One particularly unsavory aspect of this meeting of the cooped ABA panel is that lawyers and a few doctors have come to a truce and struck a deal concerning gun control. Assuming a cease fire of sorts in medical malpractice suits, the ABA, the ACP and the Brady Campaign have opted to collaborate on disarming you. In San Francisco we have seen the LCPGV bring anti-tobacco and anti-drunk-driving advocates together to create a new carefully orchestrated public safety push for guns rights restrictions lined with the emotionally manipulating tactics laid out in their PR playbook. Combined we have Joyce money, ABA litigation prowess, anti-tobacco, MADD marketing savvy and statistically inept doctors uniting.

Let's hope that too many cooks will make some really unpalatable soup. Otherwise, with the right marketing, they could fool most of the low information voters most of the time.

Liberal Lawyers and Laws

Lawrence Tribe, the political left's darling constitutional law scholar - and oddly a man who admitted, begrudgingly, that the Second Amendment does support an individual right - spoke to assure everyone that the Supreme Court's Heller decision allows for plenty of gun regulations, and that the challenge faced by gun control groups is not surviving a court challenge, but getting those laws passed in the first place. The ABA's standing committee chairman aped the sentiment by saying "It's not the Second Amendment that stands in the way."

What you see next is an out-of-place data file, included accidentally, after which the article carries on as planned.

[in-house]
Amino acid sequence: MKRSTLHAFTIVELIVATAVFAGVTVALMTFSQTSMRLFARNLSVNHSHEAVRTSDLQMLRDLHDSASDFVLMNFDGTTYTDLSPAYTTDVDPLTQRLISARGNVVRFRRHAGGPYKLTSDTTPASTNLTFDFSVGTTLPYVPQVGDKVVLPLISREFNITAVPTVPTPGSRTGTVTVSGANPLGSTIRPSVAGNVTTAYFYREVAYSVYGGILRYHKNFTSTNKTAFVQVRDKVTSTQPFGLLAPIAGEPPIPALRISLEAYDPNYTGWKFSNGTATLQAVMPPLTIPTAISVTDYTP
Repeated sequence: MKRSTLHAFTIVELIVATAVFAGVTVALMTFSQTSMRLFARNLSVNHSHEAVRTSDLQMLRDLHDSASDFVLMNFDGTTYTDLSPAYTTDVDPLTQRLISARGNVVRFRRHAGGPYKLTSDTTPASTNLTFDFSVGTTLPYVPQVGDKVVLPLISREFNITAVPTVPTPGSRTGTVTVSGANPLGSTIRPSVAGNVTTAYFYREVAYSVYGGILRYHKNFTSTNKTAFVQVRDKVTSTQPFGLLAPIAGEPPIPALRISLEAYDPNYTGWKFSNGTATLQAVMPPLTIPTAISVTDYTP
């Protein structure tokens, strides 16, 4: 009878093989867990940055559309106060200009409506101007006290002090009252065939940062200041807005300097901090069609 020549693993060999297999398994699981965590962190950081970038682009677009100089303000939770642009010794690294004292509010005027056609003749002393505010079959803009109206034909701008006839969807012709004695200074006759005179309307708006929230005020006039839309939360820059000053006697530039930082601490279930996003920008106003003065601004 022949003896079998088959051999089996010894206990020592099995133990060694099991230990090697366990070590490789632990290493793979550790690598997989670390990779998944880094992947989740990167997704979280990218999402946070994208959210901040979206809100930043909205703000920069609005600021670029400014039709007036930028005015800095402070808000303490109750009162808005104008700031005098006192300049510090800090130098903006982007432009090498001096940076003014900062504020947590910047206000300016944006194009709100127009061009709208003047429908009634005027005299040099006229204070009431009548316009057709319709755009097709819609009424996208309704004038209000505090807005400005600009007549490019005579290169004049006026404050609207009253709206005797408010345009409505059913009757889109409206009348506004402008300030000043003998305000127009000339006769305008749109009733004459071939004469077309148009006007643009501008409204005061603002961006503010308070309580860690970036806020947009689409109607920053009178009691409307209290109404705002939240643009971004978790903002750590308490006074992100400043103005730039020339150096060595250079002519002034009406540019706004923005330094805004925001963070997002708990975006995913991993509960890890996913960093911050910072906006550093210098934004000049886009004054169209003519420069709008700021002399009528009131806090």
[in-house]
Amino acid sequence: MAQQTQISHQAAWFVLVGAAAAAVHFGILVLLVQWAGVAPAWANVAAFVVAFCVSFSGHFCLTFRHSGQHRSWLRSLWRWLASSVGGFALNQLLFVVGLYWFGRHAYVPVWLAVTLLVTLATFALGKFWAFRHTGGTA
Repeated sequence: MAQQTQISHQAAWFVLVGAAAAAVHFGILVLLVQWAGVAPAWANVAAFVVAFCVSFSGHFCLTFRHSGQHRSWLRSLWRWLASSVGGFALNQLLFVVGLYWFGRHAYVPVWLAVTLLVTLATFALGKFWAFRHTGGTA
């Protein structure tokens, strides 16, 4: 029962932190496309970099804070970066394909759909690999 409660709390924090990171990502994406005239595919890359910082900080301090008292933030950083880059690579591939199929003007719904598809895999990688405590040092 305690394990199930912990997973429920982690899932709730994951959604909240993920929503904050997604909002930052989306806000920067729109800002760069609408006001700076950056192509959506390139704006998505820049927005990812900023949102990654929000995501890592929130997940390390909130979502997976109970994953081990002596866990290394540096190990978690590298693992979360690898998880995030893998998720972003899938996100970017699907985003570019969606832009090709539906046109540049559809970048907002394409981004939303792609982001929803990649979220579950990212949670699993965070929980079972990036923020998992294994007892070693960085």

Well, that's a matter of legal interpretation that is not yet settled by the Supreme Court. But if the Second Amendment is not an obstacle to gun control, then five million dues paying NRA members are.

Coming Distractions

What does this all really mean for you, your family and your neighbors? First, understand that like the American Civil Liberties Union (which was against the Second Amendment), the ABA legal trade association is no friend of true freedom. They are lawyers, which as a species are more political than everyone else. Since there is a standing pact between government regulators (that largely allows lawyers to self-regulate) and lawyers (who know how to make money off litigation), your freedoms have a price ... and some lawyers work cheap.

Second, lawyers as advocates (as opposed to activists) should not be ideological, but they are. Various groups - AARP, American Academy of Pediatrics, etc. - have been hijacked by activists who have a liberal agenda. Ignore if you can that their core missions have nothing to do with guns, and that many of their members fled once the organizations were compromised. The ABA has joined their compromised and biased ranks.

If you need a lawyer, you might want to ask if he is a happy ABA member. If so, take your business elsewhere.

Foremost is the 2016 elections. The Heller decision was one vote away from compromising your right to even own a gun, much less what kind of gun you wanted and where you can carry it. Lawyers take advantage of every vagary of law, and the less a judge adheres to the Constitution, the more vague their rulings. The new GOP Senate can, for the moment, stop the nomination of bad judges. But we must elect a president who will only nominate good judges at every level of the federal judiciary.

If the ABA thinks NRA members are an impediment to enacting gun control, imagine what courts packed with true liberty advocates could do.